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  1. #1
    Senior Member JohnDoe2's Avatar
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    Law enforcement group supports legalizing marijuana

    Law enforcement group supports legalizing marijuana

    September 13, 2010 | 8:46 am

    Police, judges and prosecutors backing Proposition 19, the marijuana legalization initiative, will hold simultaneous news conferences Monday to talk about why they support making the drug legal.

    Members of the nonprofit organization Law Enforcement Against Prohibition say that on-the-job experience has shown them the futility of trying to enforce laws prohibiting the possession and use of cannabis.

    "I was with the LAPD when Nixon declared the 'war on drugs' over 40 years ago and was one of the 'generals' on the front lines who helped implement that same failed drug policy that is still in effect today,'' said Stephen Downing, a retired LAPD deputy chief of police.

    "By keeping marijuana illegal, we aren't preventing anyone from using it," he continued. "The only results are billions of tax-free dollars being funneled into the pockets of bloodthirsty drug cartels and gangs who control the illegal market."

    LEAP members are mostly retired from their professions. Active law enforcements groups and police chiefs are overwhelmingly opposed to Prop. 19's passage.

    The 10 a.m. news conferences will take place at Oakland City Hall and at West Hollywood Park, 672 N. Robertson Blvd.

    -- Catherine Saillant

    Email: newstips@latimes.com
    Twitter: @latimescitydesk @lanow
    Facebook: latimescitydesk

    http://latimesblogs.latimes.com/lanow/2 ... on-19.html
    NO AMNESTY

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  2. #2
    Senior Member Judy's Avatar
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    Outstanding! I totally support this action. And here's a link to LEAP's website:

    www.leap.cc

    Also one of their videos:

    http://www.leap.cc/cms/index.php?name=Content&pid=28
    A Nation Without Borders Is Not A Nation - Ronald Reagan
    Save America, Deport Congress! - Judy

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  3. #3
    Senior Member JohnDoe2's Avatar
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    Legalizing pot would free up police to fight violent crime, law enforcement group says

    September 13, 2010 | 2:47 pm

    Legalizing marijuana would put a big dent in drug cartels and free up police, prosecutors and judges to go after violent crimes, a law enforcement group said Monday in endorsing Proposition 19, the marijuana legalization measure.

    Proposition 19’s passage in November would decriminalize an estimated 60,000 drug arrests made in California each year, said former Orange County Superior Court Judge James Gray.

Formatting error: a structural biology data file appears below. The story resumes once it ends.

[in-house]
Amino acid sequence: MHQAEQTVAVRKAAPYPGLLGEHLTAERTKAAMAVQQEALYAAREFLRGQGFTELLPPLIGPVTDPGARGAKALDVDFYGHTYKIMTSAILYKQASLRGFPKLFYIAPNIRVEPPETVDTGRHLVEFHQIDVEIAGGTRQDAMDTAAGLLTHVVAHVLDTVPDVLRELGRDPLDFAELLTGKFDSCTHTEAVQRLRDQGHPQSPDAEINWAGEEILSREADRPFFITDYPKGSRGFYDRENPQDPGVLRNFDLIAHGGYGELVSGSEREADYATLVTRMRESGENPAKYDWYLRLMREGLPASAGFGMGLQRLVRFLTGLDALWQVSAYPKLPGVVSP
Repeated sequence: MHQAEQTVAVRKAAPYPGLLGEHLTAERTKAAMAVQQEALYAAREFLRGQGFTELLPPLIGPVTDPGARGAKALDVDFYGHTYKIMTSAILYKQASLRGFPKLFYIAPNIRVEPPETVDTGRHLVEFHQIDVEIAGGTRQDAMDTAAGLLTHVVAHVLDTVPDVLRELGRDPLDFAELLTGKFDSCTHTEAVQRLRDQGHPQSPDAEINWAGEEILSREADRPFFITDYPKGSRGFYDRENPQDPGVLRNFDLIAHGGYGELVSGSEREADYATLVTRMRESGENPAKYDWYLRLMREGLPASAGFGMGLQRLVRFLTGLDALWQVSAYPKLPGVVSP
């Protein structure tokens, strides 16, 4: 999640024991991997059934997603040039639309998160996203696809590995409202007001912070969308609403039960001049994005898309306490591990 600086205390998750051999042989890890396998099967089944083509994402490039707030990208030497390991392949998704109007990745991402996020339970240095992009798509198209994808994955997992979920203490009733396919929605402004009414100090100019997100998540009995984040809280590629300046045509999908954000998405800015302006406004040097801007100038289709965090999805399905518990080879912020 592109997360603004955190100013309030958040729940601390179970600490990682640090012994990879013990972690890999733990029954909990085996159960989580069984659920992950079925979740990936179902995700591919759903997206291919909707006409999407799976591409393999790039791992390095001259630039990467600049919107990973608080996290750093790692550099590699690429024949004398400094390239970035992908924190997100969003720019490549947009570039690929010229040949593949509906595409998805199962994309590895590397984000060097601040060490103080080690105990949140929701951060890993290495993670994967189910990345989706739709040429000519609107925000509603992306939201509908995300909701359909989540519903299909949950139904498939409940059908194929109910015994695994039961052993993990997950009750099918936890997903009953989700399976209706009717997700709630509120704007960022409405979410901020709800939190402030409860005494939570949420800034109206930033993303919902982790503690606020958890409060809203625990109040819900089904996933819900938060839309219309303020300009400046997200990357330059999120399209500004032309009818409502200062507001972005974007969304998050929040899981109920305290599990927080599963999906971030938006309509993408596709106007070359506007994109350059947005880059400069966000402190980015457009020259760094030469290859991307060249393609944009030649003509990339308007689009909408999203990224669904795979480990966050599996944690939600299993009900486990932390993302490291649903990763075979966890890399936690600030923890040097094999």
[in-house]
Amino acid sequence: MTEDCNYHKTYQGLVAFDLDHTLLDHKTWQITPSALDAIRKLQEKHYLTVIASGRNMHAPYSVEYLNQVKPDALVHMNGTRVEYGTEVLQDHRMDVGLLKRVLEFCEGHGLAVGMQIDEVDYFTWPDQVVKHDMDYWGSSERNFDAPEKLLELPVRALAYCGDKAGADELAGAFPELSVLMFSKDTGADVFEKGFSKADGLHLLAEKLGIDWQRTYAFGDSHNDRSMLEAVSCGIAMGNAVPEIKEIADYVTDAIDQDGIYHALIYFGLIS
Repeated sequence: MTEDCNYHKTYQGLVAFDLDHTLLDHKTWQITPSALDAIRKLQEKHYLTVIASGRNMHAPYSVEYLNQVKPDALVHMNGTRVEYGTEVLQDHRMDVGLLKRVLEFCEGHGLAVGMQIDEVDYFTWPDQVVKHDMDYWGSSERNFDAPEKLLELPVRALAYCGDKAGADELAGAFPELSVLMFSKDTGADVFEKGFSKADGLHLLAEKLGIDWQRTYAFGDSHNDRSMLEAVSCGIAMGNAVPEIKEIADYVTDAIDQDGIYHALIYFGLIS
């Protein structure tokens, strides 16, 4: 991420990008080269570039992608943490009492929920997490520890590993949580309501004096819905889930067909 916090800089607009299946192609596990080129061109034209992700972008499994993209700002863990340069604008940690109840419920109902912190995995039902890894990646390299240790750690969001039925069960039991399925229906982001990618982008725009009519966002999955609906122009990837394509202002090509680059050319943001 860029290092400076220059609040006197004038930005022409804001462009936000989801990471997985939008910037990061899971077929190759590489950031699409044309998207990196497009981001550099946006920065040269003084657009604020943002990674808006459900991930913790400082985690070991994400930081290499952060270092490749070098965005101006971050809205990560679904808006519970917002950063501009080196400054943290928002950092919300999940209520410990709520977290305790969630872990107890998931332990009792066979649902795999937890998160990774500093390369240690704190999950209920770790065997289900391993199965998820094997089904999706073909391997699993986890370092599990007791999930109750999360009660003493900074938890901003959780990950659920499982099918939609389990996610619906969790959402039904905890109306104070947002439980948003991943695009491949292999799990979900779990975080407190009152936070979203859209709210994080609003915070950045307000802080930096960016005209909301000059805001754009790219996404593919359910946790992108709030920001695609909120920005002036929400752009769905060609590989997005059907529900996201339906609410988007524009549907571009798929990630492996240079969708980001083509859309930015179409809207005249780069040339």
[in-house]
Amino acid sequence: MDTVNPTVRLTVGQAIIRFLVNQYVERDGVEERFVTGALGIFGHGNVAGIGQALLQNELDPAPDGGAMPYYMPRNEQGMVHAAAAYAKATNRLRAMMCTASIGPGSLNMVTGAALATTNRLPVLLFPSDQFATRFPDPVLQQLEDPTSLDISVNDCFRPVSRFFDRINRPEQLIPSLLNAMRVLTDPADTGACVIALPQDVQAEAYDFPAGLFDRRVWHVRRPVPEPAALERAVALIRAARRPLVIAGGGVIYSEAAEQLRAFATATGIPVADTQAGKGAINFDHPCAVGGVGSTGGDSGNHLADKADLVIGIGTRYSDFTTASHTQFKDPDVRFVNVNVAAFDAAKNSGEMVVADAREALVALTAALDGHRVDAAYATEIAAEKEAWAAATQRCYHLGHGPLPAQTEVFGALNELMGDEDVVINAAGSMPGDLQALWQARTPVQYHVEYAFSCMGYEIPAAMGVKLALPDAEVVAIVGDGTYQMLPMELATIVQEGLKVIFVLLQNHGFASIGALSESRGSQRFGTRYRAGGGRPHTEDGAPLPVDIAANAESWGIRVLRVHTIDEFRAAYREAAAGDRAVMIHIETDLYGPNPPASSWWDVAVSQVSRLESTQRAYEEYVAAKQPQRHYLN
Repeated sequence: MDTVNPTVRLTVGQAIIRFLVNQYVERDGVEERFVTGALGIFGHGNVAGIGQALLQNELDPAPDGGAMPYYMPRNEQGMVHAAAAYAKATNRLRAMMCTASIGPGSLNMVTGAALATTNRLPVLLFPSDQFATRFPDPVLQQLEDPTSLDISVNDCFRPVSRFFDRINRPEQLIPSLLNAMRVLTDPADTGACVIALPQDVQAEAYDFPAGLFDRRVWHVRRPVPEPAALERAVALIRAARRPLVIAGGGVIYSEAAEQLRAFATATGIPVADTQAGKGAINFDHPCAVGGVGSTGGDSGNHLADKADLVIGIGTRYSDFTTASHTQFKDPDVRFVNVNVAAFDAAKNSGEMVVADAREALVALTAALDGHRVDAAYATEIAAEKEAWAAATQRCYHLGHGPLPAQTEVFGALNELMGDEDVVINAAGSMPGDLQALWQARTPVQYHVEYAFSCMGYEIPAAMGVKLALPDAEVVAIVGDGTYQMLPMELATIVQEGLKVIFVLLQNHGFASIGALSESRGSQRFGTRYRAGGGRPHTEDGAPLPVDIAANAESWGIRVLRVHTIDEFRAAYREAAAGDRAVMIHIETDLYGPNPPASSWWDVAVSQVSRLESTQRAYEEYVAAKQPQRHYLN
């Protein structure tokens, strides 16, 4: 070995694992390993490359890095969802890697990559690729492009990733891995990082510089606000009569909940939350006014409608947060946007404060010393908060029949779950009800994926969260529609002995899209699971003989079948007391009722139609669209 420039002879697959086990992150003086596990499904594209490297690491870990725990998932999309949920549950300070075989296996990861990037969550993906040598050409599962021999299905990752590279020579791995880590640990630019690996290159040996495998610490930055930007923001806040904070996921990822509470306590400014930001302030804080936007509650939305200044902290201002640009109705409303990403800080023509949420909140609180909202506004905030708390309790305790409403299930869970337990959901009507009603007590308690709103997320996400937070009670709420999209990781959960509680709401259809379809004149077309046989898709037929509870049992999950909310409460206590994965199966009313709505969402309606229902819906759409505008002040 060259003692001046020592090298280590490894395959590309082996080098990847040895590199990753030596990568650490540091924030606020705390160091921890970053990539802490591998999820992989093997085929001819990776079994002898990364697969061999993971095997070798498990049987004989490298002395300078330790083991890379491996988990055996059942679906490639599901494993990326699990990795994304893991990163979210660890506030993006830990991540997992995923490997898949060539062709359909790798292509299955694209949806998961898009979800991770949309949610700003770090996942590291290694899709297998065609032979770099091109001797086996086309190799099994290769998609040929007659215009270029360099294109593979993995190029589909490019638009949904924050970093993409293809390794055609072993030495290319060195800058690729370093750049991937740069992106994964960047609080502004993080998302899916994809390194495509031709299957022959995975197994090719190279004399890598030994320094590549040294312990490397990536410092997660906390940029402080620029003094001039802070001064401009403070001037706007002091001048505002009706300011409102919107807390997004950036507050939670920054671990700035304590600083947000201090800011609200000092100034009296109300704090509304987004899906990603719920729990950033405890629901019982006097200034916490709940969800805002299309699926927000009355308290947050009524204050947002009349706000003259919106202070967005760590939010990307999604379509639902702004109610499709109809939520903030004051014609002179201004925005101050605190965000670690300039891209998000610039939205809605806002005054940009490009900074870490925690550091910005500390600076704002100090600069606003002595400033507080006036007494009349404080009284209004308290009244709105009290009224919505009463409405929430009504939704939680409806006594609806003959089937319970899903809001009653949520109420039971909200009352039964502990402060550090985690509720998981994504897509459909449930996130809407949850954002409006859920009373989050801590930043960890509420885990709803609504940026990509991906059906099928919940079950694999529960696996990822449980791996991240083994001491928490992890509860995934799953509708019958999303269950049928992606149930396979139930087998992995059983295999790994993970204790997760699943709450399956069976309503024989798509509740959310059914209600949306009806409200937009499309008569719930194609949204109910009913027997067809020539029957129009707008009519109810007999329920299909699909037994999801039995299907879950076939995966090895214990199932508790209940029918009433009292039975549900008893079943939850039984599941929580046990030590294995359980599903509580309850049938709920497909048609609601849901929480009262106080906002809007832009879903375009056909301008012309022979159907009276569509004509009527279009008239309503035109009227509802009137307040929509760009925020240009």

Beat police would have more time to go after burglars, robbers and those committing violent assaults, he said.

    On-the-job experience demonstrated the futility of trying to enforce laws prohibiting the possession and use of small amounts of cannabis, Gray said at a news conference held by Law Enforcement Against Prohibition, a nonprofit organization supporting Proposition 19.

    “I was a drug warrior until I saw what was happening in my own courtroom,’’ said Gray, a former federal prosecutor.

    Current laws are making pot more readily accessible to youngsters than would be the case if it were regulated and taxed by the government, similar to tobacco and alcohol, Gray said.

    Juvenile gangs use pot sales as a recruiting tool, he said. Gray was joined by former San Jose Police Chief Joseph McNamara in arguing that much of the money flowing to violent drug cartels comes from the illegal sale of marijuana.

    Citing White House statistics, McNamara said 60% of cartel money stems from marijuana. Those who argue that a black market would remain aren’t paying attention to history, McNamara said.

    After the prohibition on alcohol was repealed, bootleggers disappeared, said McNamara, now a research fellow in drug policy at Stanford University. Law Enforcement Against Prohibition, based in Massachusetts, was formed a decade ago by Neill Franklin, a veteran narcotics officer who viewed the war on drugs as a failure.

    Proposition 19 would make it legal to grow, possess and use up to an ounce of marijuana for personal use. It would also permit state and local governments to regulate and tax retail sales for adults 21 and older. State officials estimate passage could generate up to $1.4 billion in new tax revenue per year.

    Active law enforcement groups, including the California Police Chiefs Assn., are opposed to the measure, saying it would increase usage and promote crime. Gray, the retired judge, said he believes that many in law enforcement support legalization but are afraid to say so because of political pressure on the job.

    “They have a political job, so they can’t tell the truth," Gray said. “People are free to speak out honestly only after they are retired.
    NO AMNESTY

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